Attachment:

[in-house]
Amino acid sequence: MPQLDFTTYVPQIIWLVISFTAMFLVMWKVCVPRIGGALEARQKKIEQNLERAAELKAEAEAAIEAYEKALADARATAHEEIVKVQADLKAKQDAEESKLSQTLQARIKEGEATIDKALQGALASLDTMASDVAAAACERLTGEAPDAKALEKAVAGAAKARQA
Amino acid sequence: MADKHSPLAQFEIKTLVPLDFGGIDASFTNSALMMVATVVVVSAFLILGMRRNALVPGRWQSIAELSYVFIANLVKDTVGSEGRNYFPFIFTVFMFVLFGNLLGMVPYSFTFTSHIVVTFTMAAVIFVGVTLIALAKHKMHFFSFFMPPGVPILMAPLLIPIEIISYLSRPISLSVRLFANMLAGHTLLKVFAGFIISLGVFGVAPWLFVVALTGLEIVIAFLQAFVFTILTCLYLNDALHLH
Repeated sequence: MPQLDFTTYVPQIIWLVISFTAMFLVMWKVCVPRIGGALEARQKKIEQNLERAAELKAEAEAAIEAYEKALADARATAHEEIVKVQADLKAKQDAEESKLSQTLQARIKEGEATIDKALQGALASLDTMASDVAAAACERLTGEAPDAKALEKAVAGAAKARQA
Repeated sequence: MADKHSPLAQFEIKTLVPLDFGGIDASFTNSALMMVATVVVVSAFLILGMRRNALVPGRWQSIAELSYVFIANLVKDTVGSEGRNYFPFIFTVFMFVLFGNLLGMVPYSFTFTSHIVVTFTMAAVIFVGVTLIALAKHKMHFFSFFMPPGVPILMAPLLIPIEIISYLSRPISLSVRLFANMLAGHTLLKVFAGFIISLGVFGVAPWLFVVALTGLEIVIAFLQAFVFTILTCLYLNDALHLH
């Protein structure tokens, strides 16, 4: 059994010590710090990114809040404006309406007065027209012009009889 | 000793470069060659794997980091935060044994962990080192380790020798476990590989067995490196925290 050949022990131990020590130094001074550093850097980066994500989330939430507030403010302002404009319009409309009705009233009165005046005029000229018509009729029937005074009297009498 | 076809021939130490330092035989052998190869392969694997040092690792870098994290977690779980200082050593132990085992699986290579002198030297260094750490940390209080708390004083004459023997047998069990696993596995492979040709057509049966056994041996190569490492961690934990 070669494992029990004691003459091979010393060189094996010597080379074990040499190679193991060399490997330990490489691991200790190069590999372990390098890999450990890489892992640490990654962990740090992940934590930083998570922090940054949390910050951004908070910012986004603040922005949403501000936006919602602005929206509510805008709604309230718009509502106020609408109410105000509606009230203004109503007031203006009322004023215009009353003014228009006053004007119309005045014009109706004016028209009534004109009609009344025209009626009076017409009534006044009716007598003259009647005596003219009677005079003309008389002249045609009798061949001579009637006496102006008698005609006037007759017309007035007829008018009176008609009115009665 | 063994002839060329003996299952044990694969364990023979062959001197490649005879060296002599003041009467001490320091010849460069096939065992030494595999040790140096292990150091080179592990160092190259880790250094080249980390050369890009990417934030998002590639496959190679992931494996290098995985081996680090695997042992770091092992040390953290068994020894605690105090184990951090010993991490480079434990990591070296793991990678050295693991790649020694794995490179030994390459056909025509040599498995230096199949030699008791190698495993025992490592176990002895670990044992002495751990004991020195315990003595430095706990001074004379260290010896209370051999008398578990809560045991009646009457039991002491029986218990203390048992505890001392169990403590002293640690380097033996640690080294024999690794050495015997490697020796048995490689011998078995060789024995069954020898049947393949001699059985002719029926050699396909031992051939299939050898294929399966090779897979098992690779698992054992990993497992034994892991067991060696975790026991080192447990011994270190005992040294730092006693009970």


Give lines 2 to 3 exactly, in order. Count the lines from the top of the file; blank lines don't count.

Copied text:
Amino acid sequence: MPQLDFTTYVPQIIWLVISFTAMFLVMWKVCVPRIGGALEARQKKIEQNLERAAELKAEAEAAIEAYEKALADARATAHEEIVKVQADLKAKQDAEESKLSQTLQARIKEGEATIDKALQGALASLDTMASDVAAAACERLTGEAPDAKALEKAVAGAAKARQA
Amino acid sequence: MADKHSPLAQFEIKTLVPLDFGGIDASFTNSALMMVATVVVVSAFLILGMRRNALVPGRWQSIAELSYVFIANLVKDTVGSEGRNYFPFIFTVFMFVLFGNLLGMVPYSFTFTSHIVVTFTMAAVIFVGVTLIALAKHKMHFFSFFMPPGVPILMAPLLIPIEIISYLSRPISLSVRLFANMLAGHTLLKVFAGFIISLGVFGVAPWLFVVALTGLEIVIAFLQAFVFTILTCLYLNDALHLH